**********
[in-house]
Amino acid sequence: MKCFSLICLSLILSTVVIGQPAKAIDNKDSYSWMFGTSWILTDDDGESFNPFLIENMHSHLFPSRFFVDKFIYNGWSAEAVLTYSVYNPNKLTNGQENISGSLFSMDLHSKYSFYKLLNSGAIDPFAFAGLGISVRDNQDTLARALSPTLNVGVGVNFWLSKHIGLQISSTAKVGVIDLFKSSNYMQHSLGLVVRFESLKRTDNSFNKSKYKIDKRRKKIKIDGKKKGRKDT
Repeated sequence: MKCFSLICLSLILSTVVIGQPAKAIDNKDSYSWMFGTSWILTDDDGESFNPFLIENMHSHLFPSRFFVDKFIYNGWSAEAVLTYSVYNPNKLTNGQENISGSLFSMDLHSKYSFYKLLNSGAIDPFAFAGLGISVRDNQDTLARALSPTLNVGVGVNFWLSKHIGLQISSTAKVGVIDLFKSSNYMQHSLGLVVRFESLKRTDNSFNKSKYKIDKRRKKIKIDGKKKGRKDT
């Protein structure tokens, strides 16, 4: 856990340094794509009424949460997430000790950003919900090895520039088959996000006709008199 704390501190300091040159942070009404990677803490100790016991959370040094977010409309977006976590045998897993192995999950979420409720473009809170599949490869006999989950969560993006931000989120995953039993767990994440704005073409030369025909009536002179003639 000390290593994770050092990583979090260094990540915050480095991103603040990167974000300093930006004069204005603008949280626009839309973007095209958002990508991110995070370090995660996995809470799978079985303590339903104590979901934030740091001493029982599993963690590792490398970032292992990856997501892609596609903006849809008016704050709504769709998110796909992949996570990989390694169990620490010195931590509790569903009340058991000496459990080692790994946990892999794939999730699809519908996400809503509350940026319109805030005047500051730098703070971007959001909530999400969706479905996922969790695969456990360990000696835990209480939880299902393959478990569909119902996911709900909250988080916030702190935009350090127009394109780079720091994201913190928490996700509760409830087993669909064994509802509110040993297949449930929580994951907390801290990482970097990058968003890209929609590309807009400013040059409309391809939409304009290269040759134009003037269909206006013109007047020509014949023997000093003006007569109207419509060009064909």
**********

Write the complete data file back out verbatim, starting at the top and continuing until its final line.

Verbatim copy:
[in-house]
Amino acid sequence: MKCFSLICLSLILSTVVIGQPAKAIDNKDSYSWMFGTSWILTDDDGESFNPFLIENMHSHLFPSRFFVDKFIYNGWSAEAVLTYSVYNPNKLTNGQENISGSLFSMDLHSKYSFYKLLNSGAIDPFAFAGLGISVRDNQDTLARALSPTLNVGVGVNFWLSKHIGLQISSTAKVGVIDLFKSSNYMQHSLGLVVRFESLKRTDNSFNKSKYKIDKRRKKIKIDGKKKGRKDT
Repeated sequence: MKCFSLICLSLILSTVVIGQPAKAIDNKDSYSWMFGTSWILTDDDGESFNPFLIENMHSHLFPSRFFVDKFIYNGWSAEAVLTYSVYNPNKLTNGQENISGSLFSMDLHSKYSFYKLLNSGAIDPFAFAGLGISVRDNQDTLARALSPTLNVGVGVNFWLSKHIGLQISSTAKVGVIDLFKSSNYMQHSLGLVVRFESLKRTDNSFNKSKYKIDKRRKKIKIDGKKKGRKDT
């Protein structure tokens, strides 16, 4: 856990340094794509009424949460997430000790950003919900090895520039088959996000006709008199 704390501190300091040159942070009404990677803490100790016991959370040094977010409309977006976590045998897993192995999950979420409720473009809170599949490869006999989950969560993006931000989120995953039993767990994440704005073409030369025909009536002179003639 000390290593994770050092990583979090260094990540915050480095991103603040990167974000300093930006004069204005603008949280626009839309973007095209958002990508991110995070370090995660996995809470799978079985303590339903104590979901934030740091001493029982599993963690590792490398970032292992990856997501892609596609903006849809008016704050709504769709998110796909992949996570990989390694169990620490010195931590509790569903009340058991000496459990080692790994946990892999794939999730699809519908996400809503509350940026319109805030005047500051730098703070971007959001909530999400969706479905996922969790695969456990360990000696835990209480939880299902393959478990569909119902996911709900909250988080916030702190935009350090127009394109780079720091994201913190928490996700509760409830087993669909064994509802509110040993297949449930929580994951907390801290990482970097990058968003890209929609590309807009400013040059409309391809939409304009290269040759134009003037269909206006013109007047020509014949023997000093003006007569109207419509060009064909």